Just hours after the 11 September death of the second victim of the latest Nipah outbreak in Kerala’s Kozhikode, the biosafety level-2 lab at the Government Medical College Hospital in the city identified the virus in the swabs — which included those of the first victim, who died on 30 August — sent to it for analysis.
The swabs were then sent on a six-hour road trip to Kochi, from where they were put on a flight to their ultimate destination — the National Institute of Virology (NIV) in Pune, which confirmed the presence of the Nipah virus by late afternoon on 12 September. (Kozhikode does not have direct flight to Pune.)
It was only after this confirmation that the Kerala government officially declared the return of the deadly virus to the state — more than 24 hours after it was first identified at the local hospital.
Dependence on NIV
Health experts point out that the confirmation from the NIV took many additional hours. If the government had acted on the findings of the Kozhikode lab, speedy remedial measures might have been in force earlier.
Why, despite having three state-of-the-art virology laboratories, is Kerala dependent on the NIV in Pune to confirm zoonotic diseases such as Nipah, and to initiate individual-specific treatment facilities officially?
The answer was provided by Health Minister Veena George: It is mandatory to send samples to the Pune lab under the protocol established by the Indian Council of Medical Research (ICMR) to confirm and declare epidemic outbreaks.
The samples, she said, were only being sent to the NIV lab for “technical declaration”.
Of course, within the next 48 hours, the NIV had set up its own mobile lab in the city, manned by its own experts.
The local labs
Apart from the biosafety level-2 lab at the Government Medical College Hospital in Kozhikode, Kerala has two other state-of-the-art virology labs — one in Thiruvananthapuram, and another in Alappuzha — and they are capable of detecting Nipah and similar viruses by testing swabs.
In addition, the Rajiv Gandhi Centre for Biotechnology in Thiruvananthapuram — which functions under the aegis of the Union government — too has a biosafety level-2 mobile lab, which can deliver results in just three hours.
Speaking in the Assembly, Health Minister George contended that the the labs in Kerala are fully equipped to test and confirm virus outbreaks.
The virology institute at Thonnakkal in Thiruvananthapuram was established three years ago — with ICMR authorisation — amidst the Covid-19-related challenges.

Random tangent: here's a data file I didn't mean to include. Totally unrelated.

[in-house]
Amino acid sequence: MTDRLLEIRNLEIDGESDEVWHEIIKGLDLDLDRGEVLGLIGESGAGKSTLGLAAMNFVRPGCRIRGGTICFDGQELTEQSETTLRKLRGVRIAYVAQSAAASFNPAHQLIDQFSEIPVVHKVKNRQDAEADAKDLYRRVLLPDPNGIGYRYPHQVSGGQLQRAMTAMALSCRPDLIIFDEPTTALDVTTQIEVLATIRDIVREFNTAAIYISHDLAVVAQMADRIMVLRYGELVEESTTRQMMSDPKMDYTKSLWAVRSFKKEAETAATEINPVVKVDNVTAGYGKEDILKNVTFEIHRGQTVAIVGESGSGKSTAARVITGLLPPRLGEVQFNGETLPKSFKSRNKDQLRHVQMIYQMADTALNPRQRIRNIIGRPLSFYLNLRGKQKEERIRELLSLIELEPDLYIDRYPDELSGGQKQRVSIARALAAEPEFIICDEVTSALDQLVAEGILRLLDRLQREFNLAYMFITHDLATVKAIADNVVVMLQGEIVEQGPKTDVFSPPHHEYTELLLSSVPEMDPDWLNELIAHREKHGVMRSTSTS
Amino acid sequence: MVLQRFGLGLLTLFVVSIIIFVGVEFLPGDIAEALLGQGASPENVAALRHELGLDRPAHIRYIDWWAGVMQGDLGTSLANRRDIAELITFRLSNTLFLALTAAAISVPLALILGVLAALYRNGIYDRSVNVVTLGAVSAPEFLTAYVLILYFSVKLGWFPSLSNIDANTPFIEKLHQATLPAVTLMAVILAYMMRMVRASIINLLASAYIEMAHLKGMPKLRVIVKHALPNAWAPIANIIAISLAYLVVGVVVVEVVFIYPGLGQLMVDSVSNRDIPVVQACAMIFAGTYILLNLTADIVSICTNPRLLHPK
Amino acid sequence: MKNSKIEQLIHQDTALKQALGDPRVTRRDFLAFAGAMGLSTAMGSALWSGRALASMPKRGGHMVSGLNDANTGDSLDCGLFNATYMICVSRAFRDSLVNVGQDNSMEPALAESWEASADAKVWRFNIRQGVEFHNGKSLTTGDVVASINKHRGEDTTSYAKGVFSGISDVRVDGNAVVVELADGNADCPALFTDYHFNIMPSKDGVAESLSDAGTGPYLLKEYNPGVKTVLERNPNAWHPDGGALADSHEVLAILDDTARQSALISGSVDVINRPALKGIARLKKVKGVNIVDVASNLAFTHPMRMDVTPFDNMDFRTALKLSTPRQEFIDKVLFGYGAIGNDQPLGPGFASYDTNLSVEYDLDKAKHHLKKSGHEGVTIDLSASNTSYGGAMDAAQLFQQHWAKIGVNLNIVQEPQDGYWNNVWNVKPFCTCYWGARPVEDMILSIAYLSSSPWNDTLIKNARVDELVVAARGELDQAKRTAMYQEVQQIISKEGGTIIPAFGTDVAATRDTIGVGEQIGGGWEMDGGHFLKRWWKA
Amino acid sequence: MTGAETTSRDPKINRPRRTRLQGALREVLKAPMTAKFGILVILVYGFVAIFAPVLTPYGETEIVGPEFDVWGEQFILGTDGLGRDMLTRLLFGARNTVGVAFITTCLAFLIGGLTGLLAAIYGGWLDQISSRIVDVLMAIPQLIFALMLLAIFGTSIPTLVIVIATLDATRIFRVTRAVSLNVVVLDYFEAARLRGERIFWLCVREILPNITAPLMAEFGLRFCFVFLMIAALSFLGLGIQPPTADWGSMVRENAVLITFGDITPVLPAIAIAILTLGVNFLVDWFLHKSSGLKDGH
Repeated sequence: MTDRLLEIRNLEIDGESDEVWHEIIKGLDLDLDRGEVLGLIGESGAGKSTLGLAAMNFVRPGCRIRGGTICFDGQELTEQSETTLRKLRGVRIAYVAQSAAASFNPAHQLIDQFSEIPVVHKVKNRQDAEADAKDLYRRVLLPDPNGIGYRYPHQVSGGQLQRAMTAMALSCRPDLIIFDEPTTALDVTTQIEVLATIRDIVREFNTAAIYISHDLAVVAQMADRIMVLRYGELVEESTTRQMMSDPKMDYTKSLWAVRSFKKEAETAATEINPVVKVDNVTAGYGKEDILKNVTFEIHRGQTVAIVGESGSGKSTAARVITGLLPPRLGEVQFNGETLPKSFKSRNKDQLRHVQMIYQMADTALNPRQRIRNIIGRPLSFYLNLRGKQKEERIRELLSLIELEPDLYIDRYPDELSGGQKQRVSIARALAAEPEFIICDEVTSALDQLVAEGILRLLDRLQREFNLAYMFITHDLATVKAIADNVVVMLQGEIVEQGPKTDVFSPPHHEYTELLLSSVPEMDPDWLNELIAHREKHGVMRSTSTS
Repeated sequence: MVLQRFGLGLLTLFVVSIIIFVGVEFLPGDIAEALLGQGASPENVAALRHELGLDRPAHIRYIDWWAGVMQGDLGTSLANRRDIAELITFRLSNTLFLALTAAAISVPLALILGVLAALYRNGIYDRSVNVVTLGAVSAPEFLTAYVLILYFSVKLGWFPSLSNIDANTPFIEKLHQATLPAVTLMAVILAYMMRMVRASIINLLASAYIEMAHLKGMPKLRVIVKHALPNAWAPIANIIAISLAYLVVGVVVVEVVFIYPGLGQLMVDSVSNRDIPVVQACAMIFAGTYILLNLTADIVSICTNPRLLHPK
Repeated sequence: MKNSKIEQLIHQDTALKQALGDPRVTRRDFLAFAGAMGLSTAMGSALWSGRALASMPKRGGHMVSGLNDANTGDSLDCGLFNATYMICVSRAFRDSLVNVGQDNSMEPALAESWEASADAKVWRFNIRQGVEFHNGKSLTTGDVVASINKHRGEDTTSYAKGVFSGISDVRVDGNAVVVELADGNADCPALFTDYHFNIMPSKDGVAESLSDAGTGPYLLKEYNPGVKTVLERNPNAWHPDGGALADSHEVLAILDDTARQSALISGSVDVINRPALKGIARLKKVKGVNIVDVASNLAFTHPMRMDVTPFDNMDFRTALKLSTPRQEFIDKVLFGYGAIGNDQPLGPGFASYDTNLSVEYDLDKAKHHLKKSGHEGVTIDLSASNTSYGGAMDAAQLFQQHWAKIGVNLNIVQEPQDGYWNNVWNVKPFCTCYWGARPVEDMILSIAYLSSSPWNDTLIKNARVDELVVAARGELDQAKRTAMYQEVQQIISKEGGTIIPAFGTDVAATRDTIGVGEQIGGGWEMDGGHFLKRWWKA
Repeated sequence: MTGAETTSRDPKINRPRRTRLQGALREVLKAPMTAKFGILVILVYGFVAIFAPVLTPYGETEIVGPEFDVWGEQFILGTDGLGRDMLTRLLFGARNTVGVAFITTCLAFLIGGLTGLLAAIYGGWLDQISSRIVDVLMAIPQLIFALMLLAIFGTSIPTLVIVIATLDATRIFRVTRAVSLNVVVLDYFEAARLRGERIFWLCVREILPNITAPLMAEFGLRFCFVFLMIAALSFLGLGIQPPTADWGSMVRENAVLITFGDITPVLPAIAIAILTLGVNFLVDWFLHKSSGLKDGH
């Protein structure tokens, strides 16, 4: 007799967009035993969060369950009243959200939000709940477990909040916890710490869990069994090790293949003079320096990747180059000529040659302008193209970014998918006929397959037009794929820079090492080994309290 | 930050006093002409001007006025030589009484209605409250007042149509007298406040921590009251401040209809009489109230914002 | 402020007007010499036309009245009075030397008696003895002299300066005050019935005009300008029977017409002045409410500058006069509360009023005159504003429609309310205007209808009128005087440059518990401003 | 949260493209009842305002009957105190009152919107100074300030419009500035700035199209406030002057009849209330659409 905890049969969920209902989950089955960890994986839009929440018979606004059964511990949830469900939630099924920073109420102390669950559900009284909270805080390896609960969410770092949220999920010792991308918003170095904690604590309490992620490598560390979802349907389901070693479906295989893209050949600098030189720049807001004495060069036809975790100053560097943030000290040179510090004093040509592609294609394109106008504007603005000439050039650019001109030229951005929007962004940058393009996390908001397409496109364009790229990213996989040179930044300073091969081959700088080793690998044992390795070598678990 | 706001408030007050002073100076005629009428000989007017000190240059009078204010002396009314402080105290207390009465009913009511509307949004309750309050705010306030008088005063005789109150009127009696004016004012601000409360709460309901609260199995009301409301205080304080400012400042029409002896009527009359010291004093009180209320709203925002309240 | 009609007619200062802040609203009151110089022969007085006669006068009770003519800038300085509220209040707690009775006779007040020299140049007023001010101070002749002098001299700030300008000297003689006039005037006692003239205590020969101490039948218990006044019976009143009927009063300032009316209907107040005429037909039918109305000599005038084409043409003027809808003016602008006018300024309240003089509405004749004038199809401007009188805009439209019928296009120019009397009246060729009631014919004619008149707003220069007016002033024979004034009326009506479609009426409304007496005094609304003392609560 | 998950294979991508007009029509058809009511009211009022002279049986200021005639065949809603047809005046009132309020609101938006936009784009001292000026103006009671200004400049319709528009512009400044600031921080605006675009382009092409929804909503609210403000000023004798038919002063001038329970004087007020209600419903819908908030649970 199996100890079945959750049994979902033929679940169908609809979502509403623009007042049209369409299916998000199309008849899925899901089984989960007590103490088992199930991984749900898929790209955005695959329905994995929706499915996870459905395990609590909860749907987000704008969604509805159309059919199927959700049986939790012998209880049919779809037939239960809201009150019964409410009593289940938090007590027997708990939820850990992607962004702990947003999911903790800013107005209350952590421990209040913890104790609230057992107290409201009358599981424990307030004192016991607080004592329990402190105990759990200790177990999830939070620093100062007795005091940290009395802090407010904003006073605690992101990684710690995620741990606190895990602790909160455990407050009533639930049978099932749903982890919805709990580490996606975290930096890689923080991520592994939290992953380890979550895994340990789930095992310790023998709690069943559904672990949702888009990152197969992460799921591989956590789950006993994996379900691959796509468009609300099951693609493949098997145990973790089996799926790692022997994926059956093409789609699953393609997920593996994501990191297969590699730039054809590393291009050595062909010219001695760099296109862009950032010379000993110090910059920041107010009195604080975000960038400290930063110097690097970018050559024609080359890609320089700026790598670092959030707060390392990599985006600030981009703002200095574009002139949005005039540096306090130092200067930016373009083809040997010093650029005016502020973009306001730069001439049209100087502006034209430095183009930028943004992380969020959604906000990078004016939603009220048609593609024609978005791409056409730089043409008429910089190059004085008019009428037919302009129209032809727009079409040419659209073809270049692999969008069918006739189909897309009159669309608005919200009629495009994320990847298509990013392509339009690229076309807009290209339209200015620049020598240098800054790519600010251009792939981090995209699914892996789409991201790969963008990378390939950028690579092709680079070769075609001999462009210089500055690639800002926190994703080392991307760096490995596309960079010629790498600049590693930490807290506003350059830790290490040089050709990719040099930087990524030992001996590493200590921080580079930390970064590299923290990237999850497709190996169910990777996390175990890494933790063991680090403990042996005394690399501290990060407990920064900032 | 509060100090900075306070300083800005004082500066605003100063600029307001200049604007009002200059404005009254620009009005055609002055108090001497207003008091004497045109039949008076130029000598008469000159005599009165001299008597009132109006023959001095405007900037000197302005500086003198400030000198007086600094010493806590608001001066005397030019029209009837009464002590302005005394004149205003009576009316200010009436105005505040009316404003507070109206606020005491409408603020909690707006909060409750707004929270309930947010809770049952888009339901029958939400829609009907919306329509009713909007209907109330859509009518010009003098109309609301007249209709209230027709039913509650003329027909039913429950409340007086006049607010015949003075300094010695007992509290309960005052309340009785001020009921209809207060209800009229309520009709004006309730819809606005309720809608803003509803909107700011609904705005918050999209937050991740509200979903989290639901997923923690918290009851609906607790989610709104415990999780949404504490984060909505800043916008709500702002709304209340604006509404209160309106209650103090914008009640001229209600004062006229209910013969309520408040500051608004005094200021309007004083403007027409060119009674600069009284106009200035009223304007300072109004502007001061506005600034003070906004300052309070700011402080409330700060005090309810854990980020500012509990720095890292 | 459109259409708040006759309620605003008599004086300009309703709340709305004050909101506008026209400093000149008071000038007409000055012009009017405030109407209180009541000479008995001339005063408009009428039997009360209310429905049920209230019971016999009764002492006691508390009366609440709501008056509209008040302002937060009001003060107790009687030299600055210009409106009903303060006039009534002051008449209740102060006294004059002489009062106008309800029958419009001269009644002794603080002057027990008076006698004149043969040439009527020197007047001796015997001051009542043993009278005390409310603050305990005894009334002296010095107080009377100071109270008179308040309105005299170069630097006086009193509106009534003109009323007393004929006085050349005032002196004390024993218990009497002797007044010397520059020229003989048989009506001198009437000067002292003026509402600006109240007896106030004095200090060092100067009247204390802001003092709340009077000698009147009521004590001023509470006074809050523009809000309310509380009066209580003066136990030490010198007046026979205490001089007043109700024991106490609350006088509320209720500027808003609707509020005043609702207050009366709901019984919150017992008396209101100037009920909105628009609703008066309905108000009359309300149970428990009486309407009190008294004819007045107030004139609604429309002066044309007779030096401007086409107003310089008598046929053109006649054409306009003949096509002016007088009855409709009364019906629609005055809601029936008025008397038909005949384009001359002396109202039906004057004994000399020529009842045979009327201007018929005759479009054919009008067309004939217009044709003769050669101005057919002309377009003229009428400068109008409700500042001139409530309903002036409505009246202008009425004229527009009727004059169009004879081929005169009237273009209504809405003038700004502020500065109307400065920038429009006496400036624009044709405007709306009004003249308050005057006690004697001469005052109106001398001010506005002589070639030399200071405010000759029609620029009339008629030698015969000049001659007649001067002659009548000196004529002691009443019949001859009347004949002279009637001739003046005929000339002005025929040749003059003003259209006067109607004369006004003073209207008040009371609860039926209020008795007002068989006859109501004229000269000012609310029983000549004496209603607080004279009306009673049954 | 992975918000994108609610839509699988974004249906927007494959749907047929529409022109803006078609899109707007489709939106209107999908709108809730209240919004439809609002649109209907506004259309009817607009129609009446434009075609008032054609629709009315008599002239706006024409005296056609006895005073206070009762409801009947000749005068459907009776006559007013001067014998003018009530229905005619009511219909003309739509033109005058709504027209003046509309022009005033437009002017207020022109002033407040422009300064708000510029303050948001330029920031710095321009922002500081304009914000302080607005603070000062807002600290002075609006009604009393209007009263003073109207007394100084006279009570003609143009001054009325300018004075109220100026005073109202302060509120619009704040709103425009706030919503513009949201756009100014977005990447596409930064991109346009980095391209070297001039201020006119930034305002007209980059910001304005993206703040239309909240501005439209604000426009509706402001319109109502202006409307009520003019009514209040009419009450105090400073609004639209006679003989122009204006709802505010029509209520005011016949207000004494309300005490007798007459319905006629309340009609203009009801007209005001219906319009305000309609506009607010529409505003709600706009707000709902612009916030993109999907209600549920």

The lab boasts of the most modern equipment and several experts, and can reportedly diagnose more than 70 viral diseases, including Covid-19, the Nipah virus, and monkeypox.
When the issue came up for discussion in the Kerala Assembly, Chief Minister Pinarayi Vijayan claimed that the lab at Thonnakkal was fully equipped to conduct all advanced tests and it has the potential to earn further acclaim.
Inaugurated by Vijayan in 2020, it is the first virology institute in the country to be linked to the Global Virus Network.
Now, the state government has said that it has approached the Union government seeking permission to empower the Thonnakkal and Kozhikode labs to declare the results of their test samples.
Experts weigh in
With the Nipah virus making its shocking return to the state after a hiatus of five years — with Kozhikode again as the epicentre — public health activists are demanding priority for the Kozhikode lab to test and declare the presence of the virus.
After the issue came up in the Assembly, the Thonnakkal institute conducted its first Nipah test on a dental student from Thiruvananthapuram, who thought he had eaten a fruit that had bat bites. Though test results turned negative, the samples were dispatched to NIV fort confirmation — which also returned a negative verdict.
“It is quite perplexing to see that the state has no right to declare disease confirmation even though it has a foolproof system to test it,” said public health expert Dr SS Lal.
“The labs in the state can get this right only if the government issues a certificate by appointing an expert committee,” he told South First.
“It is reported that the reason for not providing the certificate is the reluctance of the concerned people in the Health Department who are not yet ready to take responsibility in case of any outbreak,” contended Dr Lal.
Alappuzha lab: Awaiting an upgrade
The Alappuzha lab has a ₹25-crore building on 5.5 acres of land at Kuravanthodu, near Punnapra. Though it was envisaged as a satellite of NIV, Pune, steps are yet to be taken to upgrade it to a level-3 lab despite it having all the equipment and experts.
The lab is currently sanctioned to test samples for only the novel coronavirus, chikungunya, and dengue. Like Kozhikode, Alappuzha is also an epicentre for epidemics that return to Kerala regularly.
“It’s quite worrying that a state with three advanced virology labs depends heavily on the NIV in Pune. Flights connecting directly with Pune are rare from Kerala airports, and that is one big handicap in sending swabs in time,” said public health activist Dr NM Arun.
“As the NIV has a huge workload, we must strengthen a decentralised testing facility nationwide. The state and Union governments must remove the technicalities involved urgently to facilitate quick testing of swabs at the easily accessible testing labs,” he told South First.
Highly placed sources in the Kerala Health Department informed South First that getting the Union government’s nod for empowering the local labs should be a smooth task.
However, they added that some key officials preferred the testing being done at the NIV in Pune to absolve themselves of responsibilities.